Globalisation means that our business and indeed our personal lives increasingly involve international networks. In order to leverage these networks and maximise relationships with people operating in different cultures Erin Meyer has come up with a tool called Culture Map.
It’s made up of eight scales which represent the management behaviours where cultural gaps are most common as outlined below. The idea is to compare the position of one nationality relative to another, get an insight into how culture can influence day to day collaboration and ultimately help people to decode the cultural differences impacting their work and enhance their effectiveness in dealing with these differences.
The Culture Map
The scales and their metrics are:
Explicit v implicit communication. The idea of what constitutes effective communication differs from society to society. In the Culture Map communication is measured by the degree to which it can be considered high or low context. High context communication is sophisticated, nuanced and layered. Messages are often implied but not plainly stated. More is left to interpretation and less is put in writing. Understanding may depend upon your ability to read between the lines. Low context communication is precise, simple, explicit and clear. Messages are understood at face value. For the purpose of clarification, repetition is appreciated and so is putting information in writing.
This scale measures the preference for direct v indirect negative feedback. Evaluating is often confused with communicating but many countries have different positions on the two scales.
The ways in which you persuade others and the arguments you find convincing are rooted in your cultural background, in your culture’s religious and educational assumptions and attitudes. The idea behind this measure is to look at how executives use specific v holistic thought patterns. For example, a Western executive will break an argument into a sequence of distinct components (specific thinking) while Asian managers have a tendency to show how all the components fit together (holistic thinking).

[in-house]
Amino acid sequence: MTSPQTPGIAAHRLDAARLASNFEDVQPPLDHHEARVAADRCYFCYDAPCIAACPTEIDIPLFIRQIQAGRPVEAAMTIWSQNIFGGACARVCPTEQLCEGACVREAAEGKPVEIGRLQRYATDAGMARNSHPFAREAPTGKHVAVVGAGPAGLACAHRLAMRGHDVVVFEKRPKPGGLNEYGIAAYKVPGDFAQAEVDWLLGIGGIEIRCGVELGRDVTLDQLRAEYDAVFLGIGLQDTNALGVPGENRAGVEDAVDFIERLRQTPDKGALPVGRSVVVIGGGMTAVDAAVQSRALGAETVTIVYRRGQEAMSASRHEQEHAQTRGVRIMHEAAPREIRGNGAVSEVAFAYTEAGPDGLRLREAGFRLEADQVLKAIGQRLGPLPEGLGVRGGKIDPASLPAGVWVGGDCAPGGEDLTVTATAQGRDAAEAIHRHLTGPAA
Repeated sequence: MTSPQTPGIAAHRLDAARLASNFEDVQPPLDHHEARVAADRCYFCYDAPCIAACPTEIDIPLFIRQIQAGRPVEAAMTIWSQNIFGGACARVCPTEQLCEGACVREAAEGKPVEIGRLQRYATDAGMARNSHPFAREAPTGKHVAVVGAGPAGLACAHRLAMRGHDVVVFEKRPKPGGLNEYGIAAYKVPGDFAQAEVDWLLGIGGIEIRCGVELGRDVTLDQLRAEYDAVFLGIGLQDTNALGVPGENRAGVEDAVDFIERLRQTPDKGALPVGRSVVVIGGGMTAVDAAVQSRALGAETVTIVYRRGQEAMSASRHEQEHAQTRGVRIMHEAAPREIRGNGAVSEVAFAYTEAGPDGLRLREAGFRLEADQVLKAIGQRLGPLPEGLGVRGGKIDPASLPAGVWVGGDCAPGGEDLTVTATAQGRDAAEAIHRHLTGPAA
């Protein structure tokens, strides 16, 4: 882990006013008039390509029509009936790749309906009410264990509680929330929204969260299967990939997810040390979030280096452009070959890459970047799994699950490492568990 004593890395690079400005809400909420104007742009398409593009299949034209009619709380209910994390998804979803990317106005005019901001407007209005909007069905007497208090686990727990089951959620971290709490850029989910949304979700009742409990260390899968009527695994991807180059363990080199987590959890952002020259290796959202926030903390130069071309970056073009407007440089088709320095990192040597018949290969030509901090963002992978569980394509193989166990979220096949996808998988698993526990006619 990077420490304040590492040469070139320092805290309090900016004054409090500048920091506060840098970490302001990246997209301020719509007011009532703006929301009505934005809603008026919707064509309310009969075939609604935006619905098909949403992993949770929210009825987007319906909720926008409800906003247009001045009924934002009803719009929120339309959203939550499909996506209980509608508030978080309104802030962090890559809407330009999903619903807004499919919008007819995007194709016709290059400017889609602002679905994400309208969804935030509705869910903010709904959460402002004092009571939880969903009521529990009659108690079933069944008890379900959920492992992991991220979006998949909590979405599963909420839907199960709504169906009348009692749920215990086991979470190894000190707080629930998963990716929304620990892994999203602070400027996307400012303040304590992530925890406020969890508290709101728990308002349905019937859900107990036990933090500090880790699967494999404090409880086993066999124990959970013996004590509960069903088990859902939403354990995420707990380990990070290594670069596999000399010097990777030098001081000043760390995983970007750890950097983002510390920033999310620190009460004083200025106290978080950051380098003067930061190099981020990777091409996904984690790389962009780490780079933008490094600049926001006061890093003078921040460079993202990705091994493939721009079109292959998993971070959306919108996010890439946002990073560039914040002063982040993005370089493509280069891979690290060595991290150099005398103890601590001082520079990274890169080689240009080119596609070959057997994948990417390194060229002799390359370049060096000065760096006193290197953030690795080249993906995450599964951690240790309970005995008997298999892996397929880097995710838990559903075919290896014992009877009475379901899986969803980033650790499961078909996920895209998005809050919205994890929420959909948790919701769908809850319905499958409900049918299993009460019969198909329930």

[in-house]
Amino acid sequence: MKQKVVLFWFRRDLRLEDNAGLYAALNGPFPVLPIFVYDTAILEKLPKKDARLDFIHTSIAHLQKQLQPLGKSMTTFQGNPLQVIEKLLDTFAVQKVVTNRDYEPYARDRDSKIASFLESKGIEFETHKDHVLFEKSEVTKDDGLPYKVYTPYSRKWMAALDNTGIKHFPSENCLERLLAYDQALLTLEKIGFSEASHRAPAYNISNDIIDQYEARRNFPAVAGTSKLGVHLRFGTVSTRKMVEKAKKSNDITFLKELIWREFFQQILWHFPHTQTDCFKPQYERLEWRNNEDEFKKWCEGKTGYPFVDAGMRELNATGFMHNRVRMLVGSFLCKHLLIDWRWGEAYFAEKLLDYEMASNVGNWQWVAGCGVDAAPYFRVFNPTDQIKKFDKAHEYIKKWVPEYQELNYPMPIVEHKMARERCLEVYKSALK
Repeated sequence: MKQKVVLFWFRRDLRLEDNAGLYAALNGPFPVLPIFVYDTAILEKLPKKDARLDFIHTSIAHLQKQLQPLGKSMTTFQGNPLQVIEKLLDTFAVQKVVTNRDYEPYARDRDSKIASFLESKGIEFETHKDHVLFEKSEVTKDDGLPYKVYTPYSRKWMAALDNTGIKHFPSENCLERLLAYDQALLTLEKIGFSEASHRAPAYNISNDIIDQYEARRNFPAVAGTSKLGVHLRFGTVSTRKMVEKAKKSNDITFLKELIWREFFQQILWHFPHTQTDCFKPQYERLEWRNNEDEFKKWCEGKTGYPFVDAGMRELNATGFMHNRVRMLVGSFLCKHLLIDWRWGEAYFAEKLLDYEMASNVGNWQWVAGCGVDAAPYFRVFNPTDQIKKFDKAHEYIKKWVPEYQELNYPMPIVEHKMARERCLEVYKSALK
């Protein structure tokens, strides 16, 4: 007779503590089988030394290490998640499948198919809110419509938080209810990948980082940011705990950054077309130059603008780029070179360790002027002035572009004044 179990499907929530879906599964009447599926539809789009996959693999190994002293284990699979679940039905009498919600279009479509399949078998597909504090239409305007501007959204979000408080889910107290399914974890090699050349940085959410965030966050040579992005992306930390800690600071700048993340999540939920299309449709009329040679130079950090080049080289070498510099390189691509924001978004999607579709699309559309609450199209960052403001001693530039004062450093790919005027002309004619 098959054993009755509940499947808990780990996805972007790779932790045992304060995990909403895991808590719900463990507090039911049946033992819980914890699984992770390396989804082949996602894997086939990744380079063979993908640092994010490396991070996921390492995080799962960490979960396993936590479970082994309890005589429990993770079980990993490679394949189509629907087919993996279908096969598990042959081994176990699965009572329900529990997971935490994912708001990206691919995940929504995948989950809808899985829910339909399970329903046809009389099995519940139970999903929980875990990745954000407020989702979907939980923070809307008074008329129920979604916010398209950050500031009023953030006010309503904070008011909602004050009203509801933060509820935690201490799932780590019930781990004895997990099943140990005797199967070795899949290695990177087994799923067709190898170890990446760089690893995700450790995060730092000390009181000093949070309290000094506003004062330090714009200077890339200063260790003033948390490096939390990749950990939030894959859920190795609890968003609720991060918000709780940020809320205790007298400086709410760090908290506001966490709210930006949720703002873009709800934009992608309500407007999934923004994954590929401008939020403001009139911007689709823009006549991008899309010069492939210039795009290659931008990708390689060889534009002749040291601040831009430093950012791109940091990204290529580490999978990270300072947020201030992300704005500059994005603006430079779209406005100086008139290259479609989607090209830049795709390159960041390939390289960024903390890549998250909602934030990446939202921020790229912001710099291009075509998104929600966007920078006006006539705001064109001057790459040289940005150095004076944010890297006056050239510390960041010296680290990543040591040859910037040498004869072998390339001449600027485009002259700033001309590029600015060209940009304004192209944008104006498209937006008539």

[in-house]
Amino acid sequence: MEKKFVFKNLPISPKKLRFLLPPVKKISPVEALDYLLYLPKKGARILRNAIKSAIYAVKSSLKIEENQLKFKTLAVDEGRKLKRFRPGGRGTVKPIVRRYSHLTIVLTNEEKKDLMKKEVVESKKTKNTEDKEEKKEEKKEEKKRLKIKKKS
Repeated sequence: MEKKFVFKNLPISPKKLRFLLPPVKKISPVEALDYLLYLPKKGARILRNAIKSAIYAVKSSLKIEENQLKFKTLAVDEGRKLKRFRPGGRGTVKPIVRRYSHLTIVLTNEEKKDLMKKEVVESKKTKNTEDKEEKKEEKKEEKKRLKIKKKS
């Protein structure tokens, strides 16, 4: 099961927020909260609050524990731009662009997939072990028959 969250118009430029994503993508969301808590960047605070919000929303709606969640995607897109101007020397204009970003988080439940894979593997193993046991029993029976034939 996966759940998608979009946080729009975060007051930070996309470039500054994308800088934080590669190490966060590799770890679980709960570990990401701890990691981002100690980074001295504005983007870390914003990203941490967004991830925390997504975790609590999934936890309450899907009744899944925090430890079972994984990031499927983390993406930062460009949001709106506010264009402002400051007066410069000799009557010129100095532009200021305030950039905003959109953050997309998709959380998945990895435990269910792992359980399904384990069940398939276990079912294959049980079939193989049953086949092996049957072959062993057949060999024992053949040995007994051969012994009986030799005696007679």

This scale measures the level of respect shown to authority figures. Countries are placed on a spectrum from egalitarian to hierarchical.
This scale measures the degree to which a culture is consensus minded. The assumption that the most egalitarian cultures will also be the most democratic and vice versa is erroneous. This isn’t always the case.
Meyer contrasts cognitive trust (from the head) with affective trust (from the heart). Trust is built cognitively through work in task based cultures. Collaboration leads to trust via reliability and respect. In relationship based cultures trust is the result of a strong affective connection. Trust is established through spending time together and getting to know one another on a personal level.
Different cultures have different views on how productive confrontation is for a team or an organisation. This scale measures tolerance for open disagreement and whether it is seen to be helpful or harmful to work relationships.
All businesses follow schedules and timetables. In some cultures people strictly adhere to the schedule whereas in others it is treated more as a suggestion. This measure assesses the value placed on operating in a structured, linear fashion versus being flexible and reactive.
By analysing the positioning of different nationalities on the scale managers can decode how culture influences day to day international collaboration and can use this information to avoid the common pitfalls and cross cultural complexities that can impact day to day effectiveness. Success today depends on the ability to navigate the disparate ways people from different cultures think, lead and get things done.